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Welcome to The Inflammatory Breast Cancer Foundation - EraseIBC

Words from Dr. Massimo Cristofanilli...

An "invisible" Hero

I rarely post on Facebook and certainly do not discuss personal issues but, today is different. Sometimes destiny has unusual ways to direct events and teach us about the value of life. I want to talk about a young Italian woman that is no longer among us. Imagine her living in a small village outside a medium size provincial town less than 2 hours from Rome. This young woman has a normal family and an ordinary life (whatever this means today). Graduates from school and then, she decides that her life is going to be spent in that village, there in the same house where she was born. You would think this is pretty unusual and maybe it is. She has no dreams of major adventures (that we know) or plans for dramatic changes in her habits (she does not talk about it). She is somewhat shy and really focused on every day events and the need of her family. Because of her uncompromising and unselfish attitude, she will never find a stable job in a corrupted Country. Instead, together with her only sister, she will help her mother to care for her older grandparents and sick father. When they die in short order she find herself in an empty house and discovers that her happiness has gone quickly together with her young years. This should be fine but then, something terrible and unexpected happens. One day she feels something strange in her breast and, looking at the mirror she can see a swollen and red breast. How did this happen, what is going on? In the next few weeks those changes become painful ulcers and, when she finally talks to her sister and her physician is too late. She now has an advanced IBC. This young woman does not use social media, does not like to take selfies and post it anywhere and, does not want to travel to large University Hospitals looking for a miracle. She is determined to remain "home" no matter what till the end. The ulcers keep growing, she can barely breath and she still refuses any hospitalization and deals in silence with the intractable emotional and physical pain of this disease. She wants to be in her world, the only one she knows and trust and the one make her feel secure and she cares about. One morning, she goes to sleep and finally rests but, nobody notices because, she was "invisible" to the world of communication in spite of the fact that, she is another victim of the silent killer. How many women are out there with similar stories that we will never know? This "invisible hero" was my cousin and, I will never forget the strange destiny that brought IBC to my family and took her life.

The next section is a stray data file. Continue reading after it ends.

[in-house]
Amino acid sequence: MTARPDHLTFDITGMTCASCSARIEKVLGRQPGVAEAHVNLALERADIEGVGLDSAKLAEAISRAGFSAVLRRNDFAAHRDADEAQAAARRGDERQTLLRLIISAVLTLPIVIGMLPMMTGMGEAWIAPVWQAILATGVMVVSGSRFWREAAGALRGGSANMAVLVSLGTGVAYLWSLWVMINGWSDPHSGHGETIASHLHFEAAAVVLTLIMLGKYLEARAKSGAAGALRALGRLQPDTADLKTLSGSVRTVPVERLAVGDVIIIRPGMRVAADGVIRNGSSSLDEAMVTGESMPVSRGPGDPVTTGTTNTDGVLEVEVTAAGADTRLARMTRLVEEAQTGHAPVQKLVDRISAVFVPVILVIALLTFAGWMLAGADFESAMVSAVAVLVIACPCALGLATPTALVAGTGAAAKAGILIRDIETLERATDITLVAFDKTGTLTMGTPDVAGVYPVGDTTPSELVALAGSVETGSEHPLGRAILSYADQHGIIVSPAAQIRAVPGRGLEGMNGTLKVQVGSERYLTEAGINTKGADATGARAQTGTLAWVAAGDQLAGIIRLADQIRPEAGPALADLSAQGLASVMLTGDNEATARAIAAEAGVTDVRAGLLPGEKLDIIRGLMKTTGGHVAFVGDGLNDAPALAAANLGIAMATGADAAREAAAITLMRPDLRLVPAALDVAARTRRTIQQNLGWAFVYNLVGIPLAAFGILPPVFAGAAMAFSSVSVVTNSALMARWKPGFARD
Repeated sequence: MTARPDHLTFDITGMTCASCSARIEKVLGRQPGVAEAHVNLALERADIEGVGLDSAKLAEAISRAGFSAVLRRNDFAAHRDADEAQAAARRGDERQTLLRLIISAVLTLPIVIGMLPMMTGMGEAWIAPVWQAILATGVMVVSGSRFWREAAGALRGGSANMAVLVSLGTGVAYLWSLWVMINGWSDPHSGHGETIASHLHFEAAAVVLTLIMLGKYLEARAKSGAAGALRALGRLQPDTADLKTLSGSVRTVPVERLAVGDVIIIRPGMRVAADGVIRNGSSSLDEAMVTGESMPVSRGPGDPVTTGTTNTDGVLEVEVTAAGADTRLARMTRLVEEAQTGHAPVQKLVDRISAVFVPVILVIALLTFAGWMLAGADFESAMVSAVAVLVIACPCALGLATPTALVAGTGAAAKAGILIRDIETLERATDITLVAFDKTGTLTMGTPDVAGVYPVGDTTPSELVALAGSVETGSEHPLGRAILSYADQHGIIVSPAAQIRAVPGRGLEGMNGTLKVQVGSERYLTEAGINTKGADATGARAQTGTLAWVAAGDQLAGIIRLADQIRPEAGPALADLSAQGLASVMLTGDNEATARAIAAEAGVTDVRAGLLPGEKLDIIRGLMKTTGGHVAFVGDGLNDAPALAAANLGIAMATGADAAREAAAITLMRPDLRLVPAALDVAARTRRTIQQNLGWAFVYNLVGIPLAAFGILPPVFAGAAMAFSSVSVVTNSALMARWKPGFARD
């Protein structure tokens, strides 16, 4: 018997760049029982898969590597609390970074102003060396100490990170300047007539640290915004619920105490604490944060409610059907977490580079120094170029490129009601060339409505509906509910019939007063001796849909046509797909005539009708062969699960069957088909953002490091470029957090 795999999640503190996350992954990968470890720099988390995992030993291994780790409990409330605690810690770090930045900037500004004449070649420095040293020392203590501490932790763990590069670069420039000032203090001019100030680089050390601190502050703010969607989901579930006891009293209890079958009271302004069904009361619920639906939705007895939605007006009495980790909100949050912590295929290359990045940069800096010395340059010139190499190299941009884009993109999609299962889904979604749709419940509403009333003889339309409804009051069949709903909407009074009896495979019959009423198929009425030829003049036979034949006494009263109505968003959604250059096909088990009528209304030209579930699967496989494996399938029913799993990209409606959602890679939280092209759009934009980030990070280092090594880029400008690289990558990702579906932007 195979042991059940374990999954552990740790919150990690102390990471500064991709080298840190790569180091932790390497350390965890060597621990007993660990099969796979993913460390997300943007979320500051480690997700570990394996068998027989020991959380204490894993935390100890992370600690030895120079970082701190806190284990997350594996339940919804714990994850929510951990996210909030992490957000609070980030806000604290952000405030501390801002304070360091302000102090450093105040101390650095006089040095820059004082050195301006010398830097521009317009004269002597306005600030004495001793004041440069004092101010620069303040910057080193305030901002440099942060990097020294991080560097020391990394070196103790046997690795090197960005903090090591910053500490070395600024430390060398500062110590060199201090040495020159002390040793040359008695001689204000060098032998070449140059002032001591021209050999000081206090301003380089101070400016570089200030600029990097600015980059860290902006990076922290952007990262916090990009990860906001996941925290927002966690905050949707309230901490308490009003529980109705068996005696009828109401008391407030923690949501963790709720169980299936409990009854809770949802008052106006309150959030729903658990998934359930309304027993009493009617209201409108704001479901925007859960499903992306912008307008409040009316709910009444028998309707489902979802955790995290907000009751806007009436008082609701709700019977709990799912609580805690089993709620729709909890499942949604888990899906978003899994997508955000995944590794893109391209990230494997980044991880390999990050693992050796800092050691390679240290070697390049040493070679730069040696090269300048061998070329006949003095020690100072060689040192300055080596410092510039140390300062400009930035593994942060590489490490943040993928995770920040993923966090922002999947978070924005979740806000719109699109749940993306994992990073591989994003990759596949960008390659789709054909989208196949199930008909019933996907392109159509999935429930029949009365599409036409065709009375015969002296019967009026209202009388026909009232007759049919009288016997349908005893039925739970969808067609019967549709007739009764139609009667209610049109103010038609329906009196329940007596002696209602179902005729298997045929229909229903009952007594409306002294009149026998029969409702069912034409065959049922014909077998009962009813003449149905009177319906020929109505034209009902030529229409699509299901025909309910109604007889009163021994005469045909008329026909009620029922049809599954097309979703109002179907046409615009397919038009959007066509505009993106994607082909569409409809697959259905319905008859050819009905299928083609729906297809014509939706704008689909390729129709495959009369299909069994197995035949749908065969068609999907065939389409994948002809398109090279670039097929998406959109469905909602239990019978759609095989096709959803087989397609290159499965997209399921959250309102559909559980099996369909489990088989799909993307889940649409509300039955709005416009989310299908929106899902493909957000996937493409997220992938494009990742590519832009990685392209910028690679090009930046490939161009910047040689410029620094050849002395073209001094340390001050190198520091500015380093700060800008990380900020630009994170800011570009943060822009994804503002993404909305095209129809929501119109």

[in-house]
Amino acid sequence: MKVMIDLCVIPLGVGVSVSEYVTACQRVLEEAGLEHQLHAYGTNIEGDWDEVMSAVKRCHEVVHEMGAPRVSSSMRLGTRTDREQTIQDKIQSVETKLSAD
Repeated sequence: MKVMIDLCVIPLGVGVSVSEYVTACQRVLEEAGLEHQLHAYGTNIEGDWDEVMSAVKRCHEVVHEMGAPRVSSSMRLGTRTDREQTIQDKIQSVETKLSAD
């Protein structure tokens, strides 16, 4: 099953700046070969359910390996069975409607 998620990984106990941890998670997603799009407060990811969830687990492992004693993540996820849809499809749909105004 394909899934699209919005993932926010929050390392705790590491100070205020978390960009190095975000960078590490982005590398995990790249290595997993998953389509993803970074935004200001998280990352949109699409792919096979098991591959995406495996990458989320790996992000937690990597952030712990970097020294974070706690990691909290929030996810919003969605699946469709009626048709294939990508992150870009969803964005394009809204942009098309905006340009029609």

I want to celebrate her life and sacrifice to tell her story to the world that she never knew, her IBC sisters. Rest in peace Fausta DeNardis (3/22/76-3/17/18).

About Us

Our Mission

Our mission is to change the perceived notion that all breast cancers begin with a lump. We educate the general public, doctors, everyone that you don't need to have a lump to have breast cancer. Inflammatory Breast Cancer (IBC) is the most aggressive breast cancer and is often misdiagnosed as an infection. This must STOP!

What is IBC?

Inflammatory Breast Cancer (IBC) is THE MOST aggressive type of breast cancer in which the cancer cells block the lymph vessels in the skin of the breast. This type of breast cancer is called “inflammatory” because the breast often looks swollen and red, or “inflamed”, sometimes overnight.  

Symptoms of IBC

Inflammatory breast cancer is often misdiagnosed. The best known symptoms of IBC include the following: 

  • A breast that appears discolored; (red, purple, pink or bruised) 
  • Redness, rash or blotchiness on the breast 
  • A warm feeling in the breast (or may feel hot/ warm to the touch) 
  • A tender, firm and/or enlarged breast (sometimes overnight)
  • Persistent itching of the breast (not relieved with cream or salve) 
  • Flattening or retraction of the nipple 
  • Consistent pain and/or soreness of the breast (shooting or stabbing pain) 
  • A hardened area in the breast similar to a pencil lead (not a lump) 
  • Thickened areas of breast tissue • Lymph node swelling under the arm or above the collarbone 
  • Swollen or crusted skin on the nipple 
  • Change in color of the skin around the nipple (areola) 
  • Discharge from the nipple
  • Ridged or dimpled skin texture - similar to an orange peel (see illustration


If one or more of these symptoms continue for more than a week, talk to a physician immediately, and find an expert with experience in treating this particular type of breast cancer. Many women have to demand that their physicians “rule out” IBC, and (therefore) become their own best advocate, as more education is needed in the medical community regarding this form of breast cancer.


             IBC is treated differently, because it is different.

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Inflammatory Breast Cancer Foundation - EraseIBC

PO Box 16, Milford, MI 48381

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